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United States Patent 6,214,511
Akazawa ,   et al. April 10, 2001

Toner and manufacturing method thereof

Abstract

A toner, wherein at least a part of inorganic fine particles is fixed on the surface of core particles made of a binder resin containing a colorant, by applying heat in a hot air flow, is designed so as to satisfy the following expression: where S: toner BET specific surface area, .rho.: toner specific gravity, and D: toner volume average particle size. Thus, it becomes possible to manufacture a toner that is superior in various properties in a stable manner.


Inventors: Akazawa; Yoshiaki (Nara, JP), Takesue; Yuichiro (Ikoma, JP), Kato; Takeshi (Suita, JP), Morinishi; Yasuharu (Yamabe-gun, JP), Saito; Junichi (Nara, JP)
Assignee: Sharp Kabushiki Kaisha (Osaka, JP)
Appl. No.: 09/574,428
Filed: May 19, 2000


Foreign Application Priority Data

May 31, 1999 [JP] 11-152230
May 19, 1999 [JP] 11-138937
Jun 03, 1999 [JP] 11-156847

Current U.S. Class: 430/108.7 ; 430/108.6; 430/111.4; 430/111.41; 430/137.11
Current International Class: G03G 9/097 (20060101); G03G 9/093 (20060101); G03G 009/08 ()
Field of Search: 430/111,737,110

References Cited

U.S. Patent Documents
5206109 April 1993 Anno
5232806 August 1993 Yamada et al.
5350657 September 1994 Anno et al.
5981129 November 1999 Akazawa et al.
6042982 March 2000 Hakata
6071665 June 2000 Dickerson et al.
Foreign Patent Documents
3-179363 Aug., 1991 JP
7-209910 Aug., 1995 JP
Primary Examiner: Goodrow; John
Attorney, Agent or Firm: Dike, Bronstein, Roberts & Cushman, LLP Conlin; David G.

Claims



What is claimed is:

1. A toner comprising:

core particles made of a binder resin containing a colorant;

and inorganic fine particles,

wherein at least a part of the inorganic fine particles is fixed on the surface of the core particles by applying heat in a hot air flow, and the following expression is satisfied:

where

S: toner BET specific surface area,

.rho.: toner specific gravity, and

D: toner volume average particle size.

2. The toner as defined in claim 1, wherein the inorganic fine particles have a BET specific surface area value of not less than 80 m.sup.2 /g.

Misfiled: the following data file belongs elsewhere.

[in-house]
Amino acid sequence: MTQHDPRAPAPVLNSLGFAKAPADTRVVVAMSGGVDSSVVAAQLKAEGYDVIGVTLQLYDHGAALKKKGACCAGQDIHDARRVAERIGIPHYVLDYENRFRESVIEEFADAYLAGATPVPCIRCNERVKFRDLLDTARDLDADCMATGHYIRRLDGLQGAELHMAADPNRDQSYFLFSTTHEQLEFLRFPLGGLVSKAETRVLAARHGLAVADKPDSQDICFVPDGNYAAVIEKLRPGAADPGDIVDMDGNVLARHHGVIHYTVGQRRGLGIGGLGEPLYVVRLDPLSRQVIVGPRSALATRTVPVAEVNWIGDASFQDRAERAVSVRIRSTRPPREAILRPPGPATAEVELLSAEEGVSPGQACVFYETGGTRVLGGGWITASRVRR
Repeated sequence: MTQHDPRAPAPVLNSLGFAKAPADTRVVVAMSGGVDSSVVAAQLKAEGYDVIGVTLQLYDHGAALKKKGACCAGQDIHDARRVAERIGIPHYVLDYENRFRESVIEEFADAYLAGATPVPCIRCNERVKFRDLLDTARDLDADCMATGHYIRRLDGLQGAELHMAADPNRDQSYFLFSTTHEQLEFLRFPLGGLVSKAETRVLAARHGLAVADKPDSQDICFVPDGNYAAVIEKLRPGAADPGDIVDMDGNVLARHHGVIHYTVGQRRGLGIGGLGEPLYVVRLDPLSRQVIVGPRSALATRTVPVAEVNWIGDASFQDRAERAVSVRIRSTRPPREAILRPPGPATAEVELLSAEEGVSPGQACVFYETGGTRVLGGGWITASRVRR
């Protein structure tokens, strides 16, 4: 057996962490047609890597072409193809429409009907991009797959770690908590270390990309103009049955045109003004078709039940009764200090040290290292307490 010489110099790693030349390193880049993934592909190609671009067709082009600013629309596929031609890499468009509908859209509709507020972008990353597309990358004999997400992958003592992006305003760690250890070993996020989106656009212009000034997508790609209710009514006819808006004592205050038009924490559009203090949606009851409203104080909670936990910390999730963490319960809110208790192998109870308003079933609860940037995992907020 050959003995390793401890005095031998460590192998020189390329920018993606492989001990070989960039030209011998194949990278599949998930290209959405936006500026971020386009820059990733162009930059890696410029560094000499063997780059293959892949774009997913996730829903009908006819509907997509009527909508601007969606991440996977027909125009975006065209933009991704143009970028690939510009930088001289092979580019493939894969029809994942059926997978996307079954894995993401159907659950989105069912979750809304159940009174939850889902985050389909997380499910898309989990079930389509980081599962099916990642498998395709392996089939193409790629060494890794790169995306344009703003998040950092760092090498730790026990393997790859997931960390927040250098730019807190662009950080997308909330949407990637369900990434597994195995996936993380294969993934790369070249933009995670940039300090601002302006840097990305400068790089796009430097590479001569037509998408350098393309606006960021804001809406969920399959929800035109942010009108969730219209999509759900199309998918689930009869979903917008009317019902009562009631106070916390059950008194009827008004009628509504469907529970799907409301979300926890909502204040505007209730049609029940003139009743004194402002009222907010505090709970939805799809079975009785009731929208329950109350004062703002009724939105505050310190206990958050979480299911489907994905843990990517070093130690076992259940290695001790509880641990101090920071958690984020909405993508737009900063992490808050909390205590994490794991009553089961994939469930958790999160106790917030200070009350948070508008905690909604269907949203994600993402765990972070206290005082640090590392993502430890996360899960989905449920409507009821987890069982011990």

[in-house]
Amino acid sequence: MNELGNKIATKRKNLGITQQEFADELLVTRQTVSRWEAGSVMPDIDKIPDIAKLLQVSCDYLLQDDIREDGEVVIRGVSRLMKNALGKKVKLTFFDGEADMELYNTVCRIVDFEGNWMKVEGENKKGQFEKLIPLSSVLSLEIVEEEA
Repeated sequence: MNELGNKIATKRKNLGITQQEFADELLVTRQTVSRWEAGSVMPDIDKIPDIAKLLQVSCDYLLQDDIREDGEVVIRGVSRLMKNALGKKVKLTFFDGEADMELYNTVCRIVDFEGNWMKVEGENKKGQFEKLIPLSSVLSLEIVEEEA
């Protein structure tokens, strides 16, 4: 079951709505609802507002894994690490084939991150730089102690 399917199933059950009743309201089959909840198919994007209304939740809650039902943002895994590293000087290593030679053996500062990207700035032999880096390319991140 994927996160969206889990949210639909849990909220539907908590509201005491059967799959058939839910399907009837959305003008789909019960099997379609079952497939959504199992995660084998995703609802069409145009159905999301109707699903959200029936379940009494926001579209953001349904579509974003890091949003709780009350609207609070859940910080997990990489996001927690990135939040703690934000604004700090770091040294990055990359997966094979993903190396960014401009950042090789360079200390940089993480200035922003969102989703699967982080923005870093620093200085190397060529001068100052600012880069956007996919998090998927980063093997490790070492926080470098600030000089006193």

3. The toner as defined in claim 1, wherein the inorganic fine particles are fine particles made of an inorganic oxide.

4. The toner as defined in claim 1, wherein the inorganic fine particles are silica fine particles.

5. The toner as defined in claim 1, wherein the silica fine particles have a surface having a degree of hydrophobicity of not less than 80%.

6. The toner as defined in claim 1, wherein: the inorganic fine particles are silica fine particles which have a surface having a degree of hydrophobicity of not less than 80%.

7. The toner as defined in claim 1, wherein the inorganic fine particles have a number-average particle size from not less than 0.004 times to not more than 0.08 times the volume average particle size of the core particles.

8. The toner as defined in claim 1, wherein: the inorganic fine particles include first inorganic fine particles and second inorganic fine particles that have a number-average particle size greater than the first inorganic fine particles and that also have a number-average particle size from not less than 0.004 times to not more than 0.08 times the volume average particle size of the core particles.

9. The toner as defined in claim 8, wherein the first inorganic fine particles and the second inorganic fine particles are made of the same inorganic material.

10. The toner as defined in claim 9, wherein the first inorganic fine particles and the second inorganic particles are silica fine particles.

11. The toner as defined in claim 8, wherein the first inorganic fine particles and the second inorganic fine particles are made of different inorganic material.

12. The toner as defined in claim 11, wherein the first fine particles are silica fine particles and the second inorganic fine particles are titania fine particles.

13. The toner as defined in claim 1, wherein the amount of the inorganic fine particles to the core particles is preferably set so as to satisfy the following expression:

where

S.sub.0 : BET specific surface value of the core particles,

S.sub.a : BET specific surface value of the inorganic fine particles, and

M: the amount (parts by weight) of the inorganic fine particles with respect to 100 parts by weight of the core particles.

14. The toner as defined in claim 1, wherein the core particles have a glass transition temperature Tg in a range of 40.degree. C. to 70.degree. C.

15. A toner comprising:

core particles made of a binder resin containing a colorant;

and inorganic fine particles,

wherein at least a part of the inorganic fine particles is fixed on the surface of the core particles by applying heat in a hot air flow, and the following expression is satisfied:

where

S: toner BET specific surface area,

.rho.: toner specific gravity, and

D: toner volume average particle size.